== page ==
A characteristic feature according to the present system 1 is that an updated volume RLU stores only updated data on a file-by-file basis, the file is created from the save destination volume ULU and snapshot volume SLU; and thereby a virus-scan is executed for the aforementioned update volume RLU.

To accomplish the above characteristic feature, first, the configuration of a virus-scan control program 213 and tables 218 to 210 will be described. The virus-scan control program 213 includes a function to be performed in a schedule manager 214, an updated file creation unit 215, an updated block address manager 216 and a PC controller 217. The virus-scan control program 213 is a program executed by the CPU 101 at all times.

In the schedule manager 214, the CPU 101 refers to the virus-scan execution management table 218, and starts a virus-scan for a logical volume LU using the updated block address manager 216 and PC controller 217.

The virus-scan execution management table 218 is, as shown in FIG. 6, a table for managing the result of a virus-scan executed on each primary volume PLU. Furthermore, the virus-scan execution management table 218 includes, an “LU number” column 218A representing the number of a primary volume PLU that is to be a target for executing a virus-scan; an “execution frequency” column 218B representing the frequency of virus-scan execution; an “execution date” column 218C representing a date when a virus-scan is executed; an “actual used volume” column 218D representing, of the memory areas within a target primary volume PLU, a memory area that actually stores data; an “updated block volume” column 218E representing, of the memory areas actually storing data, a memory area whose data is updated; and an “execution time” column 218F representing a time when a virus-scan is executed.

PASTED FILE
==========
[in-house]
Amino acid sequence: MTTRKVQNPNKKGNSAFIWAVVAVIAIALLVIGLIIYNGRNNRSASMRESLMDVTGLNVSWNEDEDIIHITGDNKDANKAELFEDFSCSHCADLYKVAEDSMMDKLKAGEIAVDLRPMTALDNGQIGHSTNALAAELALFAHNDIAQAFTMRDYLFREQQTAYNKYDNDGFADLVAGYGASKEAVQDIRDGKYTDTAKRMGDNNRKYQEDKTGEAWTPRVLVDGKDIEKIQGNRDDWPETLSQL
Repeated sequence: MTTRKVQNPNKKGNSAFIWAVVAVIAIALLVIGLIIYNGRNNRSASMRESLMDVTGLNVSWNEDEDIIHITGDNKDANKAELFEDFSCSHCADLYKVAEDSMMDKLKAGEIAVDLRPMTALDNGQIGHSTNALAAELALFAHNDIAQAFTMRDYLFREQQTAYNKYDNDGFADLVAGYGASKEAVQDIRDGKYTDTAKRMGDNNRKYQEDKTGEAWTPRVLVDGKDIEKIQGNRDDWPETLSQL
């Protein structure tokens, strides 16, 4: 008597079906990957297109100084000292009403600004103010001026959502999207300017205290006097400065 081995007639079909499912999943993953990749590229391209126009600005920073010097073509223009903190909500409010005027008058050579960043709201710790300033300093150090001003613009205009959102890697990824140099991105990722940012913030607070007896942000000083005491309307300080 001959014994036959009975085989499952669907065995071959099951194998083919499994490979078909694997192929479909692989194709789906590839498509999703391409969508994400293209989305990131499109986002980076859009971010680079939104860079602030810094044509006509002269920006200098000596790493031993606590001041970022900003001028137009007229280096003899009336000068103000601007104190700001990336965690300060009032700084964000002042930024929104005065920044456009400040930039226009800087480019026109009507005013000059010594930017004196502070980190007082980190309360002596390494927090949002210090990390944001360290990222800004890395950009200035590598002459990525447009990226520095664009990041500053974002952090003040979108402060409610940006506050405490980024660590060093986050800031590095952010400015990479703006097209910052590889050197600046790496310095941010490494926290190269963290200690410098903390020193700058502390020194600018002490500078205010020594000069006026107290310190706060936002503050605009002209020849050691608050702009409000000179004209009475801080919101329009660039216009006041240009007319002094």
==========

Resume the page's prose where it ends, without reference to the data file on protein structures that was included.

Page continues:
The virus-scan execution management table 218 shows the results such as, a logical volume LU for which a virus-scan is to be executed, and the frequency of virus-scan execution for each logical volume LU (for example, once a day, etc.), etc.

In the PC controller 217, the CPU 101 refers to the PC table 219, and when executing a virus-scan, controls data input and output to/from the hard disk drive 500 at the SUTOSEN PC 100 end.

The PC table 219 is, as shown in FIG. 7, a table for managing the SUTOSEN PC 100 that uses the primary volume PLU, and it includes, an “LU number” column 219A representing the number of a primary volume PLU a particular SUTOSEN PC 100 uses; and a “PC address” column 219B representing the address of a SUTOSEN PC 100 that uses the primary volume PLU.

The SUTOSEN PC 100 that uses the primary volume PLU can be identified from the PC table 219.

In the updated block address manager 216, the CPU 101 refers to the updated block management table 220, and copies information on an updated block address BA within a logical volume LU to a save destination volume ULU.

The updated block management table 220 is, as shown in FIG. 8, a table for managing information on an updated block address BA within a primary volume PLU, and it is created based on the save destination volume information table 416 described below.

Furthermore, the updated block management table 220 includes, an “LU number” column 220A representing the number of a primary volume PLU storing updated data; an “updated block size” column 220B representing the size of each piece of updated data in the primary volume PLU managed by a block-by-block on a difference bitmap BM basis; a “save destination LU” column 220C representing the number of save destination volumes ULU storing information on an updated block address BA; a “generation number” column 220D representing an update count; a “stored number” column 220E representing how many pieces of updated block address information is stored in the save destination volume information table 416; a “stored array number” column 220F representing the array number of the save destination volume information table 416 storing the latest information on an updated block address BA; and a “latest save date” column 220G representing a date when the last time an updated block address information was stored in a save destination volume ULU.

A copy destination (a save destination) for an updated block address can be identified from the updated block management table 220.